Tuesday, February 19, 2013

Little Amsterdam in a Suitcase



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Corinne and I love Altoids tins and we could probably devote a blog just to reusing the useful tins. Actually, there we are not alone in our creative repurposing. I am always finding really adorable projects like first aid kits and speakers designed by fellow mint fans.
For this project we decided to get even tinier and use an Altoid Mini tin. You can make this project without the tin, it just holds the pieces very conveniently and makes a good suitcase. If you have a small box or pouch you want to use in its place that will be just fine.
We have both been reading a lot about the Grand Tour lately. This was the trip to major European cities that Victorians made after they went to college. We love all old European architecture and the canal houses found in Amsterdam really struck us being unique and charming. When we came up with the idea of making some tiny cities that would fit into tins we decided to work on it together. I cleared off half of my craft table so we could both get to work on a Friday morning while our children were at school and we had a lot of fun with this project.We decided to make the Amsterdam canal houses and some accessories as our first tiny city and to decorate the tin like a suitcase to hold the pieces.


We used plain Shrinky Dink paper, a mini Altoids tin, and some scraps of Velcro and felt. We printed out some pictures of Amsterdam canals, bridges and buildings. The canal houses are all tall and thin and tend to be earth tones. Remember that your pieces will shrink down to nearly half their size when they are baked in the oven so try to size them accordingly. Any scale will do as long as the finished pieces fit in the tin. We traced some of the buildings from photos and also made our own. We drew the outline using black ink pen, then filled in the colors with colored pencils. We also made some house boats, trees, simple bridges and of course, bicycles.  When we cut out the pieces we saved the scraps and cut them into squares and rectangles and baked them too. These pieces will help the canal houses stand after they have shrunk.
You can visit Google images for some adorable photos of canal houses if you need help getting inspired.
Anyway, we cut out our little Amsterdam pieces and baked them carefully. These tiny pieces will shrink in under a minute so you need to be very vigilant. I like to use a spatula and snack the pieces down after they have shrunk just to get them even flatter but we still wound up with a concave bicycle and some crooked houses. When everything cooled we used super glue to attach some of our tiny scrap pieces to the backs of our items so they would be steadier. Then we glued on a tiny piece of Velcro to each. Some people say that you can use sand paper to hold things to felt but this was not our experience. Maybe you need really coarse sandpaper.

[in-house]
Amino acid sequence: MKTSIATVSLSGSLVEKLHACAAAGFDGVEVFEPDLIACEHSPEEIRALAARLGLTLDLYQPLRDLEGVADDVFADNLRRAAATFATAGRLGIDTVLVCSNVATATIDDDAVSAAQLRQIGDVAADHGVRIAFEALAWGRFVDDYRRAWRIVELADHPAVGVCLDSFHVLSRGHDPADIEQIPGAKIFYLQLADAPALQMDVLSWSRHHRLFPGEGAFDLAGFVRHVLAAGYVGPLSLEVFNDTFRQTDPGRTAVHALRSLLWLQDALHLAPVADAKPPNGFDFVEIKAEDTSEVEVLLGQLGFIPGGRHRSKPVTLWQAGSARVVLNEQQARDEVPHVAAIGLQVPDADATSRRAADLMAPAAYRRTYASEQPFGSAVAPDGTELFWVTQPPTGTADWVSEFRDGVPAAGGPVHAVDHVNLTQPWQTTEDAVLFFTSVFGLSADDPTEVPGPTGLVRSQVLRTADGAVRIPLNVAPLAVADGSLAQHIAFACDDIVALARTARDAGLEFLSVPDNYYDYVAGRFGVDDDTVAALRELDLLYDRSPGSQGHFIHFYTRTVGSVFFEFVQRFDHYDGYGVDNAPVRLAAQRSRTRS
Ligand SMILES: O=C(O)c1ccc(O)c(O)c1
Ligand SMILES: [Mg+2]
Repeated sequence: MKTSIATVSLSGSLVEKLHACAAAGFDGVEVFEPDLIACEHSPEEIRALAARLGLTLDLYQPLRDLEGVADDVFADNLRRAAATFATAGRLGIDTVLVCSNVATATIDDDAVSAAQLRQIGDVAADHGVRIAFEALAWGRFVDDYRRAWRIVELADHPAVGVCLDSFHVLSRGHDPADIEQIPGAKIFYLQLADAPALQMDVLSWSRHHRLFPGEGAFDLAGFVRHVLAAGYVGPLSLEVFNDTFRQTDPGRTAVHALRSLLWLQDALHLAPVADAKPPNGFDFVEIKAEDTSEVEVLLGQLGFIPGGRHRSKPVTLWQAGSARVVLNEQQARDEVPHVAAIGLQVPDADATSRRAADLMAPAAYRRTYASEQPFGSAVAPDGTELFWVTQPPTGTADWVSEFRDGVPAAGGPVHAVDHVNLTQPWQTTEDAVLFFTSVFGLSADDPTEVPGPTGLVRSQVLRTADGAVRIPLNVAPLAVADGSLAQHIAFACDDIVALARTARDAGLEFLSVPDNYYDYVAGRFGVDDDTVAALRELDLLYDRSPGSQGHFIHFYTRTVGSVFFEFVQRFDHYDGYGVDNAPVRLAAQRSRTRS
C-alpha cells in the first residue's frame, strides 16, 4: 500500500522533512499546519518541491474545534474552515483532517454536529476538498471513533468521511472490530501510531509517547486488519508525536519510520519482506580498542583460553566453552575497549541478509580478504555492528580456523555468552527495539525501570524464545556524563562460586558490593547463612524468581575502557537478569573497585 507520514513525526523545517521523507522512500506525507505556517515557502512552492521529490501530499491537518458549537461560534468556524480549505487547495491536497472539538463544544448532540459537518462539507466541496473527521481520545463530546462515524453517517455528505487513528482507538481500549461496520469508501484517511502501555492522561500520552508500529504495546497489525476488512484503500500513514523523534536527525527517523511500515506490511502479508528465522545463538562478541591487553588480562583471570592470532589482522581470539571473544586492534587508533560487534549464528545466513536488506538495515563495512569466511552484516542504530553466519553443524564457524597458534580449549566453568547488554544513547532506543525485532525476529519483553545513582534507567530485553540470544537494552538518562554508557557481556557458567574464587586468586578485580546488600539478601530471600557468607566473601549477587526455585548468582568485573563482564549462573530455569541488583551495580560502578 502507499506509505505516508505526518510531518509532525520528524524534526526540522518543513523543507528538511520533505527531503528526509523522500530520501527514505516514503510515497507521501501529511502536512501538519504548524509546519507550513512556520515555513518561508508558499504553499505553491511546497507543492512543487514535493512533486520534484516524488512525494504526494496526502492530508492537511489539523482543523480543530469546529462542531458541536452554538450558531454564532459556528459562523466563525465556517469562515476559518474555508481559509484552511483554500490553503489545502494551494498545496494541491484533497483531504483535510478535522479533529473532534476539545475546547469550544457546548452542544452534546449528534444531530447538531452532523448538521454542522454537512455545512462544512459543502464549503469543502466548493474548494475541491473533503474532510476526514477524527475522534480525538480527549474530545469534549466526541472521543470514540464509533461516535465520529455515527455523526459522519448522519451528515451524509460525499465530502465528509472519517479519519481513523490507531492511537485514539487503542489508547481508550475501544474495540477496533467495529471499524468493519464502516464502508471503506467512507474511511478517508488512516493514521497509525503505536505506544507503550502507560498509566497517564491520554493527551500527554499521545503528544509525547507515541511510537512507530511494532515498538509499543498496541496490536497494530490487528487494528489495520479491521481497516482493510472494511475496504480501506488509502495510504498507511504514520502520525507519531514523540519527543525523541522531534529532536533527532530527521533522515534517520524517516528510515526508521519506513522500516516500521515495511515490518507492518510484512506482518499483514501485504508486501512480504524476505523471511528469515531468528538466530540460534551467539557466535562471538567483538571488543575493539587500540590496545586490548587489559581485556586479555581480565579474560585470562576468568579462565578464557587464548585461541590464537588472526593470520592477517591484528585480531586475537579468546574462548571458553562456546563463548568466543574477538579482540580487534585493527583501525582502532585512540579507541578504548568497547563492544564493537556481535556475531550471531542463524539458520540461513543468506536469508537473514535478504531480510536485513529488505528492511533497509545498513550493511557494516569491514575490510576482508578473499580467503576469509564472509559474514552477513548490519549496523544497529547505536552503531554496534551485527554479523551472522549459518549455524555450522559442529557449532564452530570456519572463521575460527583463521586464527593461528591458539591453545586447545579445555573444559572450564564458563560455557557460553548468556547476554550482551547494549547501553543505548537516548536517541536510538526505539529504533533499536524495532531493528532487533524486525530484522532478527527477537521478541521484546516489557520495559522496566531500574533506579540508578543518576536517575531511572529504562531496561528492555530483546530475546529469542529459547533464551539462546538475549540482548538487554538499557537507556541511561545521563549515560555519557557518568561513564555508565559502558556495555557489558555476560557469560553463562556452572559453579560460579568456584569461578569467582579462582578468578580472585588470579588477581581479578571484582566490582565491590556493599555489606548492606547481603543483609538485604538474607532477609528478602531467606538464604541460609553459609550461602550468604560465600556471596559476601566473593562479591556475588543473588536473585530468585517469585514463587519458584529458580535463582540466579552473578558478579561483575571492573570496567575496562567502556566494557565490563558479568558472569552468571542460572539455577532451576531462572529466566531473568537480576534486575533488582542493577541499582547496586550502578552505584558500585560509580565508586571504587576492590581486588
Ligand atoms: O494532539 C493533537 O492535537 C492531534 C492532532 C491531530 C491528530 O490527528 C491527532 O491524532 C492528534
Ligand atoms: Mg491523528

Then we made a tiny mat using felt scraps glued onto a piece of leather. We used green for the river because bright blue just did not look very realistic. If you look at photos of Amsterdam the narrow canals tend to be dark, not bright.  We opted for a very simple mat that consists of a canal going down the middle and two gray sides glued on to it. You could dream up a lot of different types of mat to display your pieces, possibly way better than this one.
Finally we made the tin suitcase.  This also could be accomplished in many different ways. you could simply paint the tin brown and add a handle. We wrapped the edge of the lid with brown felt and glued it flat then stuck an oval pice of leather on top. We added a leather handle with 2 pieces of gold paper to hold it down and look like hardware. The bottom half of the tin is also covered with brown felt. We put an oval of felt inside the tin as well so you can stand the pieces up in the tin or on the mat.


Everything rolls up into the suitcase for easy transport...perhaps on an airplane ride to Holland!




If you like little games and toys, our latest post is a Tiny Magnetic Tintin Game.


You can also check out some of our other projects using larger Altoids tins.

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